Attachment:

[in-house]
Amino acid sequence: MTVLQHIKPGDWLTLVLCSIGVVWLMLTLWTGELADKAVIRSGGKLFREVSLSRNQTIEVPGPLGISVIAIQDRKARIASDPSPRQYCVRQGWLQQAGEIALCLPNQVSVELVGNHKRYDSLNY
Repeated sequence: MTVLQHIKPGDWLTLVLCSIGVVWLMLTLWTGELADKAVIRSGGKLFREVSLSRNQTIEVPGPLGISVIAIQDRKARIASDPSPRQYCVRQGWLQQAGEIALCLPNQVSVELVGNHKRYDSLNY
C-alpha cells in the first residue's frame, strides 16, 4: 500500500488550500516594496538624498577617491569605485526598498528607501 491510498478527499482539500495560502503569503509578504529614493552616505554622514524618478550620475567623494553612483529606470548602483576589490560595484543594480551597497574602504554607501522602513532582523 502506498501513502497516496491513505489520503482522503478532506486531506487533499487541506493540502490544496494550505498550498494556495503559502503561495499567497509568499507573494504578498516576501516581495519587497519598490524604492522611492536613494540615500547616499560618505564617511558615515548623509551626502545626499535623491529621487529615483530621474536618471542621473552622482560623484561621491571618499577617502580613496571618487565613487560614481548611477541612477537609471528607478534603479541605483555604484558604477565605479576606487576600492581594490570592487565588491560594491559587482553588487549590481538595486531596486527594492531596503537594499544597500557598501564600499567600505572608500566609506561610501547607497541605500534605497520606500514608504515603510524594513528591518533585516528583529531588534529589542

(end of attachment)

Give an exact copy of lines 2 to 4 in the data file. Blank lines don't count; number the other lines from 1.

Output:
Amino acid sequence: MTVLQHIKPGDWLTLVLCSIGVVWLMLTLWTGELADKAVIRSGGKLFREVSLSRNQTIEVPGPLGISVIAIQDRKARIASDPSPRQYCVRQGWLQQAGEIALCLPNQVSVELVGNHKRYDSLNY
Repeated sequence: MTVLQHIKPGDWLTLVLCSIGVVWLMLTLWTGELADKAVIRSGGKLFREVSLSRNQTIEVPGPLGISVIAIQDRKARIASDPSPRQYCVRQGWLQQAGEIALCLPNQVSVELVGNHKRYDSLNY
C-alpha cells in the first residue's frame, strides 16, 4: 500500500488550500516594496538624498577617491569605485526598498528607501 491510498478527499482539500495560502503569503509578504529614493552616505554622514524618478550620475567623494553612483529606470548602483576589490560595484543594480551597497574602504554607501522602513532582523 502506498501513502497516496491513505489520503482522503478532506486531506487533499487541506493540502490544496494550505498550498494556495503559502503561495499567497509568499507573494504578498516576501516581495519587497519598490524604492522611492536613494540615500547616499560618505564617511558615515548623509551626502545626499535623491529621487529615483530621474536618471542621473552622482560623484561621491571618499577617502580613496571618487565613487560614481548611477541612477537609471528607478534603479541605483555604484558604477565605479576606487576600492581594490570592487565588491560594491559587482553588487549590481538595486531596486527594492531596503537594499544597500557598501564600499567600505572608500566609506561610501547607497541605500534605497520606500514608504515603510524594513528591518533585516528583529531588534529589542